The Left Hand of Calvus by Ann Gallagher: 1/10 Stars



Former gladiator Saevius is certain fortune’s smiling on him when a Pompeiian politician buys him to be his bodyguard. But then his new master, Laurea Calvus, orders Saevius to discover the gladiator with whom his wife is having an affair. In order to do that, Saevius must return to the arena, training alongside the very men on whom he’s spying. Worse, he’s now under the command of Drusus, a notoriously cruel—and yet strangely intriguing—lanista.

But Saevius’s ruse is the least of his worries. There’s more to the affair than a wife humiliating her prominent husband, and now Saevius is part of a dangerous game between dangerous men. He isn’t the only gladiator out to expose the Lady Verina’s transgressions, and her husband wants more than just the guilty man’s name.

When Saevius learns the truth about the affair, he’s left with no choice but to betray one of his masters: one he’s come to fear, one he’s come to respect, and both of whom could have him killed without repercussion. For the first time in his life, the most dangerous place for this gladiator isn’t the arena.



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Overall Rating: 1/10 stars

Leigh’s Review: 1/5 Stars

If I had to pick one word to describe this book, it would be “meh.”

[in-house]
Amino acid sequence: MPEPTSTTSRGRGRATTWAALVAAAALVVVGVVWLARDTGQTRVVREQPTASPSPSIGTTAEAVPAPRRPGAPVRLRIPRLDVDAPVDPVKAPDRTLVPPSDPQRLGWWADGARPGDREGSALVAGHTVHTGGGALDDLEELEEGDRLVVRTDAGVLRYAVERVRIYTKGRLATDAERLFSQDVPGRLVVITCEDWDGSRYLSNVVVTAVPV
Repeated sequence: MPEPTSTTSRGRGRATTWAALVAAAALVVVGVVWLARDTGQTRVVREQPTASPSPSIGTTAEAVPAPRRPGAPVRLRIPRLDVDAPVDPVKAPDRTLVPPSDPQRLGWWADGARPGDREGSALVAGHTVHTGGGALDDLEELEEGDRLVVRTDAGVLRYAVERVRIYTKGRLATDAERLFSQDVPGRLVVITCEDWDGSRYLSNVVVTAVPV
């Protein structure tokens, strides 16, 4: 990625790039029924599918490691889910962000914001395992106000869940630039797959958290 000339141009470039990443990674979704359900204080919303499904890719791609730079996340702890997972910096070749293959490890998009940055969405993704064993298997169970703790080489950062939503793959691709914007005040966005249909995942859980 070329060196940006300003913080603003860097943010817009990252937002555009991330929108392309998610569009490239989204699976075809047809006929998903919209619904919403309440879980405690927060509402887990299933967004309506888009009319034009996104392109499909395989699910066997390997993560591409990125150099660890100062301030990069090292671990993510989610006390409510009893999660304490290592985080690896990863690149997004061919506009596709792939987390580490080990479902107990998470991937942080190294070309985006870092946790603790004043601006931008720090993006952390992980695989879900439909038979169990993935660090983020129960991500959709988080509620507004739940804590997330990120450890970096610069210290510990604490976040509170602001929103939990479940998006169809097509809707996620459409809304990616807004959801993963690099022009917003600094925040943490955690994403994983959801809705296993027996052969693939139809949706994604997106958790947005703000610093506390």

It’s written from the cis character’s POV, and it includes a few tropes that I’m sick of seeing in trans stories—shitty family, bullies, and the nudity/clothing change “surprise” forced-outing. If you go into this book not realizing there’s a trans character in it, the coming out scene would be a tasteless “plot twist.” There are vague hints dropped here and there that Drusus might be trans, but they aren’t blatant enough to forgive the obvious “shock factor” of the coming out. It’s one thing to shock the other characters, but to attempt to shock the reader is crap.

At least the cis MC handles it well, without falling into any of that gross “omg can I be near a vagina?!” crap you sometimes see, but still… frustrating.

Apart from that, this book was just kind of… a book. I have no feelings about it in any direction. It diverted my attention briefly during a layover at the airport, and that’s it. It feels like a book. The events didn’t seem to flow naturally. They had to keep being pushed along by narrative. The characters are two-dimensional and I felt nothing for them. The story didn’t pull me in, and I called every single “plot twist” from a mile away. The romance was shallow and unlikely in the circumstances. It just felt like someone watched Spartacus and decided to write a book about gladiators as quickly as possible to cash in on the hype.

Laura’s Review: 0/5 Stars

Here’s the thing: if I could give this book negative stars, I would. It’s just that terrible. I disliked it so much that I’ve been thinking all day about how to write this review so it’s not a mess of me saying “that’s not how it works” and “how dare you do that!” In the end, I’m just going to give you the highlights that made me think this book is terrible. Beware of spoilers if you’re going to keep reading.
Slave/Slave owner relationship? ✓ Check